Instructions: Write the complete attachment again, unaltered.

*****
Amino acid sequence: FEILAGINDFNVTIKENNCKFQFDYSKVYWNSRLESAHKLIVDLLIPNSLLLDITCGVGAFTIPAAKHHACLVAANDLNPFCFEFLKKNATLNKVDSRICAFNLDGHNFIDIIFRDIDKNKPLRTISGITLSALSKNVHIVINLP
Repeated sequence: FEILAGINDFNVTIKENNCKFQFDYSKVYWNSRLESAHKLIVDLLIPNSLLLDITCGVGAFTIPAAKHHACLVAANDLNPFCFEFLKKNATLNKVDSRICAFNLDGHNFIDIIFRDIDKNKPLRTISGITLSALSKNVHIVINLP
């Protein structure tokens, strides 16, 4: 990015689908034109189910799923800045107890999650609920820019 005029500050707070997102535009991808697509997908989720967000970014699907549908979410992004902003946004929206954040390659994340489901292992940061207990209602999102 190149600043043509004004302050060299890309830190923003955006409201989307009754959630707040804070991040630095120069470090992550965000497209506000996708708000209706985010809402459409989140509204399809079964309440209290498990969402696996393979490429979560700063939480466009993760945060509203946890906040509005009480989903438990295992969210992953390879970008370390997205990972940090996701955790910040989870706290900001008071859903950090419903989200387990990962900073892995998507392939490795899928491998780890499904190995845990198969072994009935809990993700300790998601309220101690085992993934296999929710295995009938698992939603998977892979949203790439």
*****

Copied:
Amino acid sequence: FEILAGINDFNVTIKENNCKFQFDYSKVYWNSRLESAHKLIVDLLIPNSLLLDITCGVGAFTIPAAKHHACLVAANDLNPFCFEFLKKNATLNKVDSRICAFNLDGHNFIDIIFRDIDKNKPLRTISGITLSALSKNVHIVINLP
Repeated sequence: FEILAGINDFNVTIKENNCKFQFDYSKVYWNSRLESAHKLIVDLLIPNSLLLDITCGVGAFTIPAAKHHACLVAANDLNPFCFEFLKKNATLNKVDSRICAFNLDGHNFIDIIFRDIDKNKPLRTISGITLSALSKNVHIVINLP
């Protein structure tokens, strides 16, 4: 990015689908034109189910799923800045107890999650609920820019 005029500050707070997102535009991808697509997908989720967000970014699907549908979410992004902003946004929206954040390659994340489901292992940061207990209602999102 190149600043043509004004302050060299890309830190923003955006409201989307009754959630707040804070991040630095120069470090992550965000497209506000996708708000209706985010809402459409989140509204399809079964309440209290498990969402696996393979490429979560700063939480466009993760945060509203946890906040509005009480989903438990295992969210992953390879970008370390997205990972940090996701955790910040989870706290900001008071859903950090419903989200387990990962900073892995998507392939490795899928491998780890499904190995845990198969072994009935809990993700300790998601309220101690085992993934296999929710295995009938698992939603998977892979949203790439």